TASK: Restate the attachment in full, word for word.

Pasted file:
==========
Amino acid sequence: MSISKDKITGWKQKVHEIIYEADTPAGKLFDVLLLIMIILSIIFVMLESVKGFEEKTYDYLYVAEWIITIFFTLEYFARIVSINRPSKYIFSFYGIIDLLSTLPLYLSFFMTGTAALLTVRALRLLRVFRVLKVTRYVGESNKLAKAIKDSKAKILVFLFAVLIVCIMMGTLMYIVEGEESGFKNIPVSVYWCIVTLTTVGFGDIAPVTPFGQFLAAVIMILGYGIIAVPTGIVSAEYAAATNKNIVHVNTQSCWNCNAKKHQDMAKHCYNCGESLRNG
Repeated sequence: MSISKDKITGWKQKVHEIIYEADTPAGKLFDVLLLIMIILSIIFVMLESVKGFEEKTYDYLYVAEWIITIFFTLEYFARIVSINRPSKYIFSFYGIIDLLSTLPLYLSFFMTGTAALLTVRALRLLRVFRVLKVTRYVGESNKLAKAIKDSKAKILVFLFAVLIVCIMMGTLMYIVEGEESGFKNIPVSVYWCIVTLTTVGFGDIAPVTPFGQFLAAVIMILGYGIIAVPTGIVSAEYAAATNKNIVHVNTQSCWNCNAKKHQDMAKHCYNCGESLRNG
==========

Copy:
Amino acid sequence: MSISKDKITGWKQKVHEIIYEADTPAGKLFDVLLLIMIILSIIFVMLESVKGFEEKTYDYLYVAEWIITIFFTLEYFARIVSINRPSKYIFSFYGIIDLLSTLPLYLSFFMTGTAALLTVRALRLLRVFRVLKVTRYVGESNKLAKAIKDSKAKILVFLFAVLIVCIMMGTLMYIVEGEESGFKNIPVSVYWCIVTLTTVGFGDIAPVTPFGQFLAAVIMILGYGIIAVPTGIVSAEYAAATNKNIVHVNTQSCWNCNAKKHQDMAKHCYNCGESLRNG
Repeated sequence: MSISKDKITGWKQKVHEIIYEADTPAGKLFDVLLLIMIILSIIFVMLESVKGFEEKTYDYLYVAEWIITIFFTLEYFARIVSINRPSKYIFSFYGIIDLLSTLPLYLSFFMTGTAALLTVRALRLLRVFRVLKVTRYVGESNKLAKAIKDSKAKILVFLFAVLIVCIMMGTLMYIVEGEESGFKNIPVSVYWCIVTLTTVGFGDIAPVTPFGQFLAAVIMILGYGIIAVPTGIVSAEYAAATNKNIVHVNTQSCWNCNAKKHQDMAKHCYNCGESLRNG